David Sergeant reviews
On Cigarette Papers
by Pam Zinnemann-Hope
The unusual nature of On Cigarette Papers is described in a foreword. In 1935 Pam Zinnemann-Hope’s parents – mother German, father German-Jewish – eloped from Nazi Germany to Russia, where they were imprisoned during the Stalinist purges, before escaping to England. Following their deaths Zinnemann-Hope found ‘an archive of letters, photos and objects’ left by her mother; included in these was a tiny pile of cigarette papers on which recipes had been written. These were the launching point for ‘a journey of discovery through [her] parents’ story and the wider story of [her] family.’ Some of the poems are written in her own voice; others take on the voices of her parents and grandparents, and switch between German and English.
Unsurprisingly, given the drama, heartbreak and intimacy bound up with this journey, the volume is deeply felt. The poems are written in a sparsely referential, staccato style that hints at the brittleness of these people’s lives and communication, as they are shunted across borders and languages by forces beyond their control. Occasionally the style also hints at, not so much the limitations, as the brute simplicity of the affiliations and identities through which her parents picked their way; as in ‘Oma Leah Hears The News’, which reads in its entirety:
When Kurt and Lottie tell me that they’ll marry
I fall to my knees immediately,
I beg you, please don’t choose my son, Lottie,
I want him to live with me.
Of course I would prefer if you were Jewish!
The absence of lyricism, of the complex music and use of language which normally constitute poetry, gives a sense of the vacuuming gulfs which threatened these people, and in which so much of their story has been lost, despite the poet’s best attempts at reclamation. As if she clutched into the dark for a flower and came back with the tiny shred of a leaf. Recipes, letters and a proclamation from a Borough Council are also folded into the volume, with what seems a minimum of alteration, just the chopping of prose into poetic lines. The volume relies not on any poetic technique or accomplishment but on the immensity of the story from which it arises. Another way to conceive of it is as bulletins from a story we don’t get to read, which perhaps doesn’t even exist anymore – and indeed, Zinnemann-Hope’s talent is strongly novelistic, as she gives a sense of the characters’ individuality, and deftly selects the incidents which form the stepping stones through her river of lost time.
It is this very novelistic quality which also gives one curious effect of the volume, as it vies with the documentary, testimonial function implied by its vocabulary of ‘archive’ and ‘letters’, by the lack of any kind of poeticism, by the individualised first person voices which relay the lives of all the characters, parents, grandparents and poet. Zinnemann-Hope makes clear in her foreword that what follows is ‘her version of the truth’, but still, the admission that her parents barely spoke of what they’d undergone exists in a strange tension with the speaking that follows. In what sense is this letter an actual letter? I found myself thinking, these words words that were spoken or thought? How far is this the poet’s and how far the historical characters’ ‘truth’? The obvious rejoinder is does it matter? but I think that in our culture and in this context it does, though perhaps for no very good reason: hence the furore that accompanies memoirs, however powerful and historically accurate, which turn out to be invented. The issue is particularly pressing for a volume that relies so much on the testifying voice, and whose sparseness is compensated for by documentary history, the power of what actually happened, was said, seen or thought. An afterword entitled ‘Sources’ expands a little further on the division between ‘inspiration and information’ in some of the poems, as with this note:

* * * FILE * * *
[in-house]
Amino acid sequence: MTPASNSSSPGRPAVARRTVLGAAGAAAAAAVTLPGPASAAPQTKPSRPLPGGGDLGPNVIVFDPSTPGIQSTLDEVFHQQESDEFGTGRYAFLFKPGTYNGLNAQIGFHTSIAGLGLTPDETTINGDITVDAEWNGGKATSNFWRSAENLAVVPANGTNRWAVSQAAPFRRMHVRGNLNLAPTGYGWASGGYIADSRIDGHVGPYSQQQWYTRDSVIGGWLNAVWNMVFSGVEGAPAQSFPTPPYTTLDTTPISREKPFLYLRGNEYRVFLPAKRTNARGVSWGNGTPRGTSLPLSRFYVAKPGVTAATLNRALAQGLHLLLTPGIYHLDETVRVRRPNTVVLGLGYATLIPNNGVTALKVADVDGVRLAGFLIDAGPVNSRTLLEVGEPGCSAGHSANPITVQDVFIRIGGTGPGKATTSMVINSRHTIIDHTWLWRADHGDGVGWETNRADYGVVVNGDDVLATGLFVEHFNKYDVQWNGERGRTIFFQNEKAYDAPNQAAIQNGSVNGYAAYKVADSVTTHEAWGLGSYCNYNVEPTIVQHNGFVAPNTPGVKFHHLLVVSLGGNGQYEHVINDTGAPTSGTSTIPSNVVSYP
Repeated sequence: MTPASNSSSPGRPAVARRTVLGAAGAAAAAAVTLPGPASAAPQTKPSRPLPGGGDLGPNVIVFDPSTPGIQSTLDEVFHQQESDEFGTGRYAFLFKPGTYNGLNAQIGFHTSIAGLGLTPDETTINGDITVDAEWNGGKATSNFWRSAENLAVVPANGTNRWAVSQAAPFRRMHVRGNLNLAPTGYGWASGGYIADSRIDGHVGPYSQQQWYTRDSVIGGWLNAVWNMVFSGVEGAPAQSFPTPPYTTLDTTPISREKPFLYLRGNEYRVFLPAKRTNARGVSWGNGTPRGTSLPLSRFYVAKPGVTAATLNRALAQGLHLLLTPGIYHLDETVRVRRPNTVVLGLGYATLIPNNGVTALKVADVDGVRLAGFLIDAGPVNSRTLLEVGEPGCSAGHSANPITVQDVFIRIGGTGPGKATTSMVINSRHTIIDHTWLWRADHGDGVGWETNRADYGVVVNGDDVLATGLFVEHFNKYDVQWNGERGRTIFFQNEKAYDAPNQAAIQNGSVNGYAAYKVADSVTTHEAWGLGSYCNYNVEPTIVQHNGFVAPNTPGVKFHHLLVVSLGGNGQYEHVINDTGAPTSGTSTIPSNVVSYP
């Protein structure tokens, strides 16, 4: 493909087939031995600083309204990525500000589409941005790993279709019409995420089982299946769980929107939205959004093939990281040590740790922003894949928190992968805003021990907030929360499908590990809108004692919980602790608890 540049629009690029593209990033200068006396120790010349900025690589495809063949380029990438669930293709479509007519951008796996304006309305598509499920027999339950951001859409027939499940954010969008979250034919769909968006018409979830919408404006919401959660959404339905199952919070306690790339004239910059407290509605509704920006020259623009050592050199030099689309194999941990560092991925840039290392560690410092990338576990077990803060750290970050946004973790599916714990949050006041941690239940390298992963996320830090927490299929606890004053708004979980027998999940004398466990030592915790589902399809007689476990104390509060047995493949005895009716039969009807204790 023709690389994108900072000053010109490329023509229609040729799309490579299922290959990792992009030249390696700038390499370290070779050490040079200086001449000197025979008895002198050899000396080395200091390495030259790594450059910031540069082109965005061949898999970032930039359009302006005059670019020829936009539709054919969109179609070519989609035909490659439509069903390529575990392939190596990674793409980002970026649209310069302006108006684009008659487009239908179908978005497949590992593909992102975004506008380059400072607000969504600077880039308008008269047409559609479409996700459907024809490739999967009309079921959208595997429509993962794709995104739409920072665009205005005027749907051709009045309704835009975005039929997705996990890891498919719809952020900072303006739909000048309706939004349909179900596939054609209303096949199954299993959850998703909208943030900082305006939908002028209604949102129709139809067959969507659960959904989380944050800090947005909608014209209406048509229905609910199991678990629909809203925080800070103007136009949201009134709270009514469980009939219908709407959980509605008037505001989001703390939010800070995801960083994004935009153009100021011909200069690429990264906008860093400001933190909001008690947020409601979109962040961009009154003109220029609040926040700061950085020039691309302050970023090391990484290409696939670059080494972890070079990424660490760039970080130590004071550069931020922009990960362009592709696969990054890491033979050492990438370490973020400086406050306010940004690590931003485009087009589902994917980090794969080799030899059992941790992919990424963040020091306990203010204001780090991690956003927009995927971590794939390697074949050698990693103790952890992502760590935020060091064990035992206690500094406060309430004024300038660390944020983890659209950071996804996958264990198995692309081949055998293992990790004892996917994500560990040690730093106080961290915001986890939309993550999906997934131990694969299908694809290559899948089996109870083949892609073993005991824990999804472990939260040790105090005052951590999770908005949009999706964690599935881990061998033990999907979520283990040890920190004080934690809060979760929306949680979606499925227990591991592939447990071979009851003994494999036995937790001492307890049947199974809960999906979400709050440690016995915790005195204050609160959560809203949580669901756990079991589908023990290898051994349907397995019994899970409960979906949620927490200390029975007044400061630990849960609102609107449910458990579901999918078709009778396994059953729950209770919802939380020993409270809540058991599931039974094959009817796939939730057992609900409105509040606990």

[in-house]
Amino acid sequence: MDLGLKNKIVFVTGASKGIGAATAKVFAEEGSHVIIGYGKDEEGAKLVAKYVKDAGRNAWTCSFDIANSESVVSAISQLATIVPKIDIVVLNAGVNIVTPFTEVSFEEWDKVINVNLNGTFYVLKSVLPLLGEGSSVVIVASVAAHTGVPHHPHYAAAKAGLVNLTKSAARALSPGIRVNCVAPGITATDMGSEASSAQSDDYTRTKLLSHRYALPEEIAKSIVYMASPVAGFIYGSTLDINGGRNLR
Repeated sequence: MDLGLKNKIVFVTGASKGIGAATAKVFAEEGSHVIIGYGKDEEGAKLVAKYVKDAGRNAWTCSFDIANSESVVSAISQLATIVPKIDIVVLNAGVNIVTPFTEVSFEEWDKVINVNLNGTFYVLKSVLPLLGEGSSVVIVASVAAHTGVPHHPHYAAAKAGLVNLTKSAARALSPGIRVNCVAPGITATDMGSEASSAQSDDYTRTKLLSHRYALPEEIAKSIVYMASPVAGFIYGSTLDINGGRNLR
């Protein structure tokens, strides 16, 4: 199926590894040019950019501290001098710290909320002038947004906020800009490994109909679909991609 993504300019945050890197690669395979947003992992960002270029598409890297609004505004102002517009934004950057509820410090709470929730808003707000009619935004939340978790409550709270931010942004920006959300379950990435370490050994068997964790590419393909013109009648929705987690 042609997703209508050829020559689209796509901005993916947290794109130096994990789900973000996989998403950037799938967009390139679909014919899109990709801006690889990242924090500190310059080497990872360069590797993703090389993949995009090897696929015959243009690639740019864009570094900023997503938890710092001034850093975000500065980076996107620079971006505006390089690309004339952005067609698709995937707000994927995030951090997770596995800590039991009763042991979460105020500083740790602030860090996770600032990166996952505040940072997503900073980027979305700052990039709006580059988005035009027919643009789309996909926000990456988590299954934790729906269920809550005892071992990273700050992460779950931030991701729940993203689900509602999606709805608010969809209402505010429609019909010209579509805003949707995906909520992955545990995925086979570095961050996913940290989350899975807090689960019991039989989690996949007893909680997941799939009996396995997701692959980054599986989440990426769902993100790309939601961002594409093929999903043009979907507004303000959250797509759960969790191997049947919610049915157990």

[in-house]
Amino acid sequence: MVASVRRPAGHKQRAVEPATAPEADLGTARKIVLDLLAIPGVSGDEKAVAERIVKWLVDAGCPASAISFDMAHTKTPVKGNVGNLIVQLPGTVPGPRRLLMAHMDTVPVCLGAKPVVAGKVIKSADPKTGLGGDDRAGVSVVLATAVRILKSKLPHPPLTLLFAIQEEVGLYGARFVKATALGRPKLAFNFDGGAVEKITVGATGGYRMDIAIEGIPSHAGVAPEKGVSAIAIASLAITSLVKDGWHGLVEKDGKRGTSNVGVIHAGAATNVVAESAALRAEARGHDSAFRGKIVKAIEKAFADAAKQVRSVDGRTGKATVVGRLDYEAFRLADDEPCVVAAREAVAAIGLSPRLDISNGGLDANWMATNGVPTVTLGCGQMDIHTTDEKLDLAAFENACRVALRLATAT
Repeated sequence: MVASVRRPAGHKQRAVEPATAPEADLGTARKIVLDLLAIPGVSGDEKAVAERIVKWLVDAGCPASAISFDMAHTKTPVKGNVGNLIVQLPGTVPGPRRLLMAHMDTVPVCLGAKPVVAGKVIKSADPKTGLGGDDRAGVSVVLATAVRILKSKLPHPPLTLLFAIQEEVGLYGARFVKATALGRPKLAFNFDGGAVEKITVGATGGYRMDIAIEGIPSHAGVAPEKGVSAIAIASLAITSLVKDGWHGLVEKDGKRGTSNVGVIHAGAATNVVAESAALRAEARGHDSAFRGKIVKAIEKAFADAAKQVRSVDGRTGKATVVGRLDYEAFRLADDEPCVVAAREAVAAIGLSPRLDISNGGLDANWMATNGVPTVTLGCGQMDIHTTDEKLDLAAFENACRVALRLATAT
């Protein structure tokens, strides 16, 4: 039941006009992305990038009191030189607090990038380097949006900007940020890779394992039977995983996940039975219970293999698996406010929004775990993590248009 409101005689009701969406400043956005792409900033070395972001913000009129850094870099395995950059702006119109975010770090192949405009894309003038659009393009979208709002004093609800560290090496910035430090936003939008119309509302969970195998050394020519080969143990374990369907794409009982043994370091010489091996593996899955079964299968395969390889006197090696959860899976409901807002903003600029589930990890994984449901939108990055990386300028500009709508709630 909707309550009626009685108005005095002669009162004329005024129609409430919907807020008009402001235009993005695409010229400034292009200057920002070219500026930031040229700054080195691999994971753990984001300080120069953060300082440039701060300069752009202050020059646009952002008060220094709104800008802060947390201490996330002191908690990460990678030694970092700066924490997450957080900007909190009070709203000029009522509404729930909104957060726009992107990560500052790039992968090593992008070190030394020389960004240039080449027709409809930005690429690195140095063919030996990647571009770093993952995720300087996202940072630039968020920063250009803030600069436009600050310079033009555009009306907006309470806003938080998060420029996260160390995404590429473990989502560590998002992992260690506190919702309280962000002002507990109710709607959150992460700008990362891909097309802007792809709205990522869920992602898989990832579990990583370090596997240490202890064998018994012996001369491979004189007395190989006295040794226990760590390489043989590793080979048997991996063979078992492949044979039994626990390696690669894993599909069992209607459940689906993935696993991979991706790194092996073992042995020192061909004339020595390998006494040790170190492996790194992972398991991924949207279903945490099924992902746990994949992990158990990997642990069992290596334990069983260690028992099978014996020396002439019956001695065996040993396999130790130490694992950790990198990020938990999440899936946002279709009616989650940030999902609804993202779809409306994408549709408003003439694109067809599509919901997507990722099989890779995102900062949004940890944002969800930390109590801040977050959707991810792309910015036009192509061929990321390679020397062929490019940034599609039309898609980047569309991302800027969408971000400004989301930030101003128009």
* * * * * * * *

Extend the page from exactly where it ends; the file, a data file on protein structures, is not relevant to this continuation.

The letter Grossvater Erich wrote to my mother (in German) is in the archive. ‘It’s been thirteen years since I heard from you’ is the only quote, though he does mention his cough.
It’s a slightly disconcerting experience to then have to rejig in our memory the poem to which this note refers, ‘Translation Of A Letter From Grossvater Erich, To My Mother’, in which the man’s voice recounts memories such as these:
When you were here
I took you to the Bulgarian forests.
That’s where my memories gather
They gather mushrooms;
They gather some for me and some for you.
Were these forests mentioned, like ‘the cough’? Were the mushrooms? And to this end, and in something like these words? Of course, we understand through stories, we remember through stories; our sense of other people’s lives is often a compound of fact and fiction, ‘translated’ through ourselves. And perhaps this is Zinnemann-Hope’s point, that what she calls in the foreword her ‘sense of identity’ is fluid and malleable and has to be built up – can be rebuilt – from the materials available. But it’s a strange way of ‘holding a conversation’ with the dead, a phrase that grows stranger the more it’s thought on. How do they answer back? How do they think? Whose voice are we actually hearing, and how
David Sergeant, born in 1979, is a British poet published by Shearsman.